Striving to look individual works only in small numbers. With the rise of American Apparel commodifying the hipster style and making it accessible to the masses, hipsters went mainstream; they were sold out. The group, who were used to living on the fringe, found themselves joined by the rest of their generation. And because their identity rested on their outcast status, they did what any other group would do to remain exclusive: they moved on. It was no longer cool to be a hipster. The real hipsters, though they looked and acted no differently than before, denied the label and looked down upon it.

This is perhaps the ultimate irony. At first it seems like they missed the joke: fringe culture birthed and centred on the edge goes mainstream. Their mentality, so rooted in alienation, was in danger of being void at the accepting hands of millions — yet they went with it. By taking offense at the label they were trying to once again marginalize their group. They continued hanging onto the edge, albeit by the tips of their bitten fingernails.

A group of boys are staying in for a night of sexy actresses in horror movies — a somewhat rare occurrence, as they usually like going out to socialize at the bars around town.

Art posters showing the work of Munch and Dali cover the walls of their unit. Skateboards clutter the hallways. Speakers and various instruments litter the living room. In a wardrobe is a collection of plaid shirts of every possible colour and pattern — a collection the owner is proud of.

Others would call them hipsters. They would see their Macbooks and music libraries listing names of obscure artists and they would think these boys are the same as everyone else who wears tight jeans and over-sized beanies. They would say they are arrogant without caring to wonder if they are anything more than the stereotype being applied to them.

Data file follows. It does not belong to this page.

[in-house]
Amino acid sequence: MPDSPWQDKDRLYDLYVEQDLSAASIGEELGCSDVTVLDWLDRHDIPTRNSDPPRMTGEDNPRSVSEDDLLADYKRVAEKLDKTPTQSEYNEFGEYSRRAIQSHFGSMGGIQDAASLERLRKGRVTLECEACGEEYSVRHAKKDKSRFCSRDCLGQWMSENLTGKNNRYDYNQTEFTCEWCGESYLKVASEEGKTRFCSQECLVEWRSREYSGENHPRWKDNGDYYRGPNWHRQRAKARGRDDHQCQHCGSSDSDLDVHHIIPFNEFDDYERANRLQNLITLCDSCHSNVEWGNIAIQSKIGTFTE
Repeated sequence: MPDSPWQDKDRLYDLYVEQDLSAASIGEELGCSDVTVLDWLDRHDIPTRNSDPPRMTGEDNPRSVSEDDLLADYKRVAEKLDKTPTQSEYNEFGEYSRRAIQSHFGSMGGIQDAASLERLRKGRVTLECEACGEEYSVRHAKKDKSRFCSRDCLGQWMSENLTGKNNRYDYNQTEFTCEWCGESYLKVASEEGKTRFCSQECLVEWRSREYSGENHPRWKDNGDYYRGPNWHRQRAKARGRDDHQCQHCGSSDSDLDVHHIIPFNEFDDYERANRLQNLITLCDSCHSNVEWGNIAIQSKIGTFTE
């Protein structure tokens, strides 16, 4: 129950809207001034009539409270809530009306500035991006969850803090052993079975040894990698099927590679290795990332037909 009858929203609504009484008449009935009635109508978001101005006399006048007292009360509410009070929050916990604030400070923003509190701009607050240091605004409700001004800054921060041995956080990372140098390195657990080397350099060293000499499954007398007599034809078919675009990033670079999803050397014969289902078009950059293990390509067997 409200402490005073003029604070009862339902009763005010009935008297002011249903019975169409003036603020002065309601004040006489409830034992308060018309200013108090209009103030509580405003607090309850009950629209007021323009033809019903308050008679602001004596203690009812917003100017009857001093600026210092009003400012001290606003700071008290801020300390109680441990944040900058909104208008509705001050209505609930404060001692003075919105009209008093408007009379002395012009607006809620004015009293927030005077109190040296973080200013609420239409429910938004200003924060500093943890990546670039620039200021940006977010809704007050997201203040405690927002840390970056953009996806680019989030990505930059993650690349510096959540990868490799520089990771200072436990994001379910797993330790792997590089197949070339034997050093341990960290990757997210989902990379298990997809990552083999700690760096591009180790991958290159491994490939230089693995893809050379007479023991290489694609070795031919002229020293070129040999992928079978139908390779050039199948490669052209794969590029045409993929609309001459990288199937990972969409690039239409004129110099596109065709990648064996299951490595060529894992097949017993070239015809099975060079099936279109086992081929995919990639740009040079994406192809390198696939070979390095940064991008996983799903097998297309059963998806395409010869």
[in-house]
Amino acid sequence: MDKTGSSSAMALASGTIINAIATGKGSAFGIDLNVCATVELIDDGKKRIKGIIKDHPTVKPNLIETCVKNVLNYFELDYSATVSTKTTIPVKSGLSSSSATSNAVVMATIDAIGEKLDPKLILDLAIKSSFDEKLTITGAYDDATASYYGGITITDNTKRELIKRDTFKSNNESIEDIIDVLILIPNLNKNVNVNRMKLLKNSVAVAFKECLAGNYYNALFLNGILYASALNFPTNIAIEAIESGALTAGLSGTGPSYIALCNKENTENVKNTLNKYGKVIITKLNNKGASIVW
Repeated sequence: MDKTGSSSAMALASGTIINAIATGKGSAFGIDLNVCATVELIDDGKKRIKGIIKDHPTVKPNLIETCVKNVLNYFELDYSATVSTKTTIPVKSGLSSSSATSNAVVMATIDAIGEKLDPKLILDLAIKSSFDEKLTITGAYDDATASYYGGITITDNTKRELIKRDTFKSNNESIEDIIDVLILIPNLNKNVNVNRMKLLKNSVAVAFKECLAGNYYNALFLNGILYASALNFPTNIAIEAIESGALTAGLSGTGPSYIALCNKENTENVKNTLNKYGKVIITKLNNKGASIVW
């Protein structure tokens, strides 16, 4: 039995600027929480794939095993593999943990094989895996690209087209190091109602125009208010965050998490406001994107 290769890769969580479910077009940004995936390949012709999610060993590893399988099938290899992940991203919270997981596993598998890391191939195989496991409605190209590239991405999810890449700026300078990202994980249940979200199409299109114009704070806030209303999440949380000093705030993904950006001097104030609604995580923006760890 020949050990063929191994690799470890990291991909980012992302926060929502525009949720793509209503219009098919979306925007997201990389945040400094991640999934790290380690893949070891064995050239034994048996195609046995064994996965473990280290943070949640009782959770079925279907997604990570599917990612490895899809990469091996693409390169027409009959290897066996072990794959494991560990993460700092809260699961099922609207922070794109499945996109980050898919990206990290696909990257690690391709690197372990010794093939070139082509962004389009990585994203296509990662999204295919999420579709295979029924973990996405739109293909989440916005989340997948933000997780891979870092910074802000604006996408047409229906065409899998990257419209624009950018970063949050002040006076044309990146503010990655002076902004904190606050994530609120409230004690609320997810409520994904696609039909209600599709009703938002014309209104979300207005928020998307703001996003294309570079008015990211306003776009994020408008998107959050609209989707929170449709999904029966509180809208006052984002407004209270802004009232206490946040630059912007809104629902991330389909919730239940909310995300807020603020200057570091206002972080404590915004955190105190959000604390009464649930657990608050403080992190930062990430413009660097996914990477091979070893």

Look At This Fucking Hipster, a blog at www.latfh.com, displays photos of hipsters with snarky captions beneath them. “Look at this fucking love connection,” sneers the cutline below two photos of hipsters eating peanut butter out of the jar. No act, however innocent, escapes judgement. Playing their final trump card, hipsters have turned the callous eye of prejudice upon themselves.

What they didn’t count on in their ironic bent were the psychological repercussions. Extreme individuality came at the cost of their feeling of belonging, an important aspect of having healthy relationships with those around us. It makes us more accepting of others, and in keeping them in sight we develop an ability to empathize, to feel compassion.

But there were other effects. When individuality became a style the hipsters lost a deeper sense of who they were. The act of separating ourselves from others is the act of putting up walls. These walls became what defined them: seeing only the superficial in others meant they were shaped not from within, but from external forces. And since they were so disconnected to those external forces, who they are remains broken, and in pieces. They’ve forgotten the profundity of our experience as human beings; they no longer assume the depth within themselves.

There is an older crowd at the Drake tonight. They aren’t shy, like many of the younger hipsters. They seem comfortable, and in fact this is the reason why it’s hard to call them anything at all. Erret says that the hipster subculture is transforming itself into something new. Maybe they are maturing, growing out of their insecurities. Maybe they are growing up.

— With files from Rema Gouyez